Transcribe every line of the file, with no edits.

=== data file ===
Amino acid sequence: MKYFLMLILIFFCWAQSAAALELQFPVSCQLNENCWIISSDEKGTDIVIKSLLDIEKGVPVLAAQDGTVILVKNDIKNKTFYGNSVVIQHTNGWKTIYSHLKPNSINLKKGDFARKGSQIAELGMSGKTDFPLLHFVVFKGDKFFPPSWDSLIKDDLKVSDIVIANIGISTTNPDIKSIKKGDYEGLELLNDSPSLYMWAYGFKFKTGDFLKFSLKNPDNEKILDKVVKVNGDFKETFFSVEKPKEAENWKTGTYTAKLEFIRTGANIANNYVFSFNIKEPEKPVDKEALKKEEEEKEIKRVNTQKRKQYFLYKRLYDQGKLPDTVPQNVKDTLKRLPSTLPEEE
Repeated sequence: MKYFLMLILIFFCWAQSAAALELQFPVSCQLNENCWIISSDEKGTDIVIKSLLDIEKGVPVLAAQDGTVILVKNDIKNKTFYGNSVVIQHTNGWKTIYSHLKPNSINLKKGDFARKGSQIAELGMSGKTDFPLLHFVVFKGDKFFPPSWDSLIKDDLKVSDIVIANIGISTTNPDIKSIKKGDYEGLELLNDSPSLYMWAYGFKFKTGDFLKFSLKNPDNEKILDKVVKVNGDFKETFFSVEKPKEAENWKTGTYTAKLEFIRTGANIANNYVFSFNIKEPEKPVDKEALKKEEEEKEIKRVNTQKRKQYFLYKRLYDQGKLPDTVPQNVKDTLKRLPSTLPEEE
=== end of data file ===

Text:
Amino acid sequence: MKYFLMLILIFFCWAQSAAALELQFPVSCQLNENCWIISSDEKGTDIVIKSLLDIEKGVPVLAAQDGTVILVKNDIKNKTFYGNSVVIQHTNGWKTIYSHLKPNSINLKKGDFARKGSQIAELGMSGKTDFPLLHFVVFKGDKFFPPSWDSLIKDDLKVSDIVIANIGISTTNPDIKSIKKGDYEGLELLNDSPSLYMWAYGFKFKTGDFLKFSLKNPDNEKILDKVVKVNGDFKETFFSVEKPKEAENWKTGTYTAKLEFIRTGANIANNYVFSFNIKEPEKPVDKEALKKEEEEKEIKRVNTQKRKQYFLYKRLYDQGKLPDTVPQNVKDTLKRLPSTLPEEE
Repeated sequence: MKYFLMLILIFFCWAQSAAALELQFPVSCQLNENCWIISSDEKGTDIVIKSLLDIEKGVPVLAAQDGTVILVKNDIKNKTFYGNSVVIQHTNGWKTIYSHLKPNSINLKKGDFARKGSQIAELGMSGKTDFPLLHFVVFKGDKFFPPSWDSLIKDDLKVSDIVIANIGISTTNPDIKSIKKGDYEGLELLNDSPSLYMWAYGFKFKTGDFLKFSLKNPDNEKILDKVVKVNGDFKETFFSVEKPKEAENWKTGTYTAKLEFIRTGANIANNYVFSFNIKEPEKPVDKEALKKEEEEKEIKRVNTQKRKQYFLYKRLYDQGKLPDTVPQNVKDTLKRLPSTLPEEE